We know Tolkien never wrote about Miriel being queen regent and coming to Middle-earth with a battle party to save the Southlands, but as we've covered before, the space is there for this addition to be an entertaining one. Miriel being blinded by Mount Doom creates additional space for Pharazôn to step in and take over as the next king when the current one dies, due to a perceived weakness in the current leader, instead of what Tolkien wrote.
Put simply, this deviation from Tolkien's story is a lot more palatable to modern audiences that Pharazôn forcing his cousin to marry him against her will and take the throne just because he can. This addition of her being in a position of weakness and needing him as the voice of the people (as we've already seen him be) seems like a compromise for modern audiences.
The white-robed trio are dangerous
We now know just about as much about the strangers in white robes as we do about the Stranger they're chasing. They're powerful magic users from Rhûn, known as the Dweller, the Ascetic and the Nomad, and that's about it. Oh, and apparently they don't care who they harm on the way to finding the Stranger, which I bet right about now was something Nori wished she'd known before trying to help them.
Tolkien wrote very little about Rhûn, and humans who can wield magic in Middle-earth are rare but known as Sorcerers. It's not immediately clear if all three of these characters are magic-wielders, but it's clear these are created entirely for this series and it's going to be interesting to see what they get up to next.
Galadriel and Celeborn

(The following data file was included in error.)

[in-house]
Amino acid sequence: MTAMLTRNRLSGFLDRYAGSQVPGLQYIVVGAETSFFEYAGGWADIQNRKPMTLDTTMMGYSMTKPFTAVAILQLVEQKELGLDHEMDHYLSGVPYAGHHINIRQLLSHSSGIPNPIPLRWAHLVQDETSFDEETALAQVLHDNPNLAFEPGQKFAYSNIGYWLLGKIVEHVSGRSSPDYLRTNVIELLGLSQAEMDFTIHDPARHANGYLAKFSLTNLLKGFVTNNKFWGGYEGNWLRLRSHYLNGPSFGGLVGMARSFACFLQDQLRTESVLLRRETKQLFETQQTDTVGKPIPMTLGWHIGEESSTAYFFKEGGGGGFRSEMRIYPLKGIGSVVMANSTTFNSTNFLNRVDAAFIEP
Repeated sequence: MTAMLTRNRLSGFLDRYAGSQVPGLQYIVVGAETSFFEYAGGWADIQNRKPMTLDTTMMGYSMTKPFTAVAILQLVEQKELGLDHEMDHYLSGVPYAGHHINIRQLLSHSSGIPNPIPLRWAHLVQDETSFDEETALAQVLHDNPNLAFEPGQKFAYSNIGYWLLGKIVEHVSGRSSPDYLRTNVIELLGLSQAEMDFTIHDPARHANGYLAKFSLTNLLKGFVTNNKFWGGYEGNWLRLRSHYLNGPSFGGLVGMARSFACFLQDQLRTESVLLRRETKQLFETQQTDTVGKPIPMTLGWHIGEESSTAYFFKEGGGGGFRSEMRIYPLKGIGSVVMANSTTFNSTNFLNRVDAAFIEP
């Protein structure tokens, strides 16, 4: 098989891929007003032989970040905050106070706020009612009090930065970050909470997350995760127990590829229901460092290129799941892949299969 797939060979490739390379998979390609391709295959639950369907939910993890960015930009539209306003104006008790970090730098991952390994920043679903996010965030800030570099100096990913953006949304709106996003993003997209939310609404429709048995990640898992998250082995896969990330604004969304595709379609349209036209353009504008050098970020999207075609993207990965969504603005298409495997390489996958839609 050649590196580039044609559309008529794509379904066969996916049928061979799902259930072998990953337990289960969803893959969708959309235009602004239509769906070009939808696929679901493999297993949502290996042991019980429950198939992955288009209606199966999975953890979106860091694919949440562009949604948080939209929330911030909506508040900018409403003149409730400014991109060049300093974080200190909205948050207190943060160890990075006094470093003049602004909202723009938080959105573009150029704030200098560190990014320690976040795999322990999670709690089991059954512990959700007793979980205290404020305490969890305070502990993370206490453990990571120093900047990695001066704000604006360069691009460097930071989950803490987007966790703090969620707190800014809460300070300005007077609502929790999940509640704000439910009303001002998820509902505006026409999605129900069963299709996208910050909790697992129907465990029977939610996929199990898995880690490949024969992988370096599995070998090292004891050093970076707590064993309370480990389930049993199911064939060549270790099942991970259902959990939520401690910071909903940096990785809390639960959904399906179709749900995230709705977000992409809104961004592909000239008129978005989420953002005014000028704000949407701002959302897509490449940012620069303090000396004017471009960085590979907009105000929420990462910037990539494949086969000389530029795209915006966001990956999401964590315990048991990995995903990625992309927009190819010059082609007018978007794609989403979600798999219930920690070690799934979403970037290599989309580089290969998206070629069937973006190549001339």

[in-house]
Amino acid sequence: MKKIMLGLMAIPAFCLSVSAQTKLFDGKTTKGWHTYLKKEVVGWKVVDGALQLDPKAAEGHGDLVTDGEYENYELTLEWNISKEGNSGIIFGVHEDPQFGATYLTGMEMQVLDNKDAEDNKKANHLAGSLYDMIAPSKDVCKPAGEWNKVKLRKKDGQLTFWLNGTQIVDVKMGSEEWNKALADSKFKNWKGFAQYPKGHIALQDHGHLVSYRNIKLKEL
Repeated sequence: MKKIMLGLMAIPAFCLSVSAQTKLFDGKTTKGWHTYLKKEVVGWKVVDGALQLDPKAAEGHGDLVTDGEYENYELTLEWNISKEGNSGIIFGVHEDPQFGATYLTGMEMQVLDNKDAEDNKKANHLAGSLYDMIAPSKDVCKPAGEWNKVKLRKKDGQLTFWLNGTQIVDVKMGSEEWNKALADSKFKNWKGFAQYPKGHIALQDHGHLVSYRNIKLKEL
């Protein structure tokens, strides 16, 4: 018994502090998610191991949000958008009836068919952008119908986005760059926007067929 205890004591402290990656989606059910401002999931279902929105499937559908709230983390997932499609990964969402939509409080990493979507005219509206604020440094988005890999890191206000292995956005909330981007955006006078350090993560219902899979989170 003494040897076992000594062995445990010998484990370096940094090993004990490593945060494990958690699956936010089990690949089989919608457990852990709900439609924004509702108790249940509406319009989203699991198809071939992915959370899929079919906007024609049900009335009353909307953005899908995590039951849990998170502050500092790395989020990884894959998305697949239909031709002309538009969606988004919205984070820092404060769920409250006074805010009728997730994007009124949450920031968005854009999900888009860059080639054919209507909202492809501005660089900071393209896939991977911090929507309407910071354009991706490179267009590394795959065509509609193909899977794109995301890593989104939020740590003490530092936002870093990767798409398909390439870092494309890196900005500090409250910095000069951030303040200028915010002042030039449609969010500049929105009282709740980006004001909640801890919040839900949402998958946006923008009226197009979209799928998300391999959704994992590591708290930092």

At long last, Galadriel utters the name of her husband Celeborn. She says they met, fell in love and got married, and that he didn't know how to wear his armor at first. Oh, he's also dead? That's weird, since we see him in The Fellowship of the Ring. What's happening here?
This bit of information is stretching what Tolkien wrote quite a bit, but what's most likely going on here is Galadriel doesn't yet know that Celeborn escaped an event called the second sack of Doriath. In the First Age, there was this area of Middle-earth called Beleriand up near what's called Lindon in the show. Beleriand is utterly destroyed toward the end of the First Age, which is why it's not on most Middle-earth maps you've seen. Doriath was an area in the middle of Beleriand, and when it was attacked a second time, only a few people escaped. Celeborn was one of those people, but in The Rings of Power it seems Galadriel isn't yet aware of this fact.
Hopefully someone lets her know her husband is alive before she gets and closer to Halbrand.
Taking refuge in Pelargir
If it seemed like that name sounded familiar, you're correct. In The Return of The King, Aragorn uses his army of the dead to take the corsair ships attempting to flank the armies of men. That ambush happens at Pelargir.
This episode of The Rings of Power describes Pelargir as an abandoned Númenorean settlement. In Tolkien's writings, Pelargir is established in the middle of the Second Age as one of the earliest Númenorean outposts and eventually becomes the primary sanctuary of those who call themselves the Faithful. These are Númenoreans who believe in the old ways passed down by the Elves, rejecting the notion that tradition should be abandoned in an endless quest for more power and eventually immortality.
Tolkien never wrote of Númenor abandoning Pelargir early in the Second Age, but this deviation further highlights the work being done in the show to distance the island from the rest of Middle-earth. And for now, it's a refuge for those who want to escape the area now known as Mordor.
Episode 8: Alloyed